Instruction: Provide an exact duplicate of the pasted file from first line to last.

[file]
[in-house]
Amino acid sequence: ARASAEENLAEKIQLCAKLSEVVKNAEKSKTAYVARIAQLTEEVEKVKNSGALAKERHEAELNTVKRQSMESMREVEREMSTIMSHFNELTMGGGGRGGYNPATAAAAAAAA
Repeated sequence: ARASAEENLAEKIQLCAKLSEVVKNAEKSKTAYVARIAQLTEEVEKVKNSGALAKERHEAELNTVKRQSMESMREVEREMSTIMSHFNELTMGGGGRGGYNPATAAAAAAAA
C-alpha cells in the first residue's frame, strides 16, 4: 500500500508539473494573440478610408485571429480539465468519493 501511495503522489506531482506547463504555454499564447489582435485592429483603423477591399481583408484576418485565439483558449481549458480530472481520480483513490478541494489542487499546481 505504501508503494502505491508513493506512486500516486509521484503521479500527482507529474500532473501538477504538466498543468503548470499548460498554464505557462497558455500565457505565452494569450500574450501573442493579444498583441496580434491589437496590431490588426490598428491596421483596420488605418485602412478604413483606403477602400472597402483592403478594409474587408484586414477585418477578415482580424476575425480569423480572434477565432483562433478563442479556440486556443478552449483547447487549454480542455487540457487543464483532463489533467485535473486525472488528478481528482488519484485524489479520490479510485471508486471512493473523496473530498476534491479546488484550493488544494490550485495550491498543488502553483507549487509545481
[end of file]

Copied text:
[in-house]
Amino acid sequence: ARASAEENLAEKIQLCAKLSEVVKNAEKSKTAYVARIAQLTEEVEKVKNSGALAKERHEAELNTVKRQSMESMREVEREMSTIMSHFNELTMGGGGRGGYNPATAAAAAAAA
Repeated sequence: ARASAEENLAEKIQLCAKLSEVVKNAEKSKTAYVARIAQLTEEVEKVKNSGALAKERHEAELNTVKRQSMESMREVEREMSTIMSHFNELTMGGGGRGGYNPATAAAAAAAA
C-alpha cells in the first residue's frame, strides 16, 4: 500500500508539473494573440478610408485571429480539465468519493 501511495503522489506531482506547463504555454499564447489582435485592429483603423477591399481583408484576418485565439483558449481549458480530472481520480483513490478541494489542487499546481 505504501508503494502505491508513493506512486500516486509521484503521479500527482507529474500532473501538477504538466498543468503548470499548460498554464505557462497558455500565457505565452494569450500574450501573442493579444498583441496580434491589437496590431490588426490598428491596421483596420488605418485602412478604413483606403477602400472597402483592403478594409474587408484586414477585418477578415482580424476575425480569423480572434477565432483562433478563442479556440486556443478552449483547447487549454480542455487540457487543464483532463489533467485535473486525472488528478481528482488519484485524489479520490479510485471508486471512493473523496473530498476534491479546488484550493488544494490550485495550491498543488502553483507549487509545481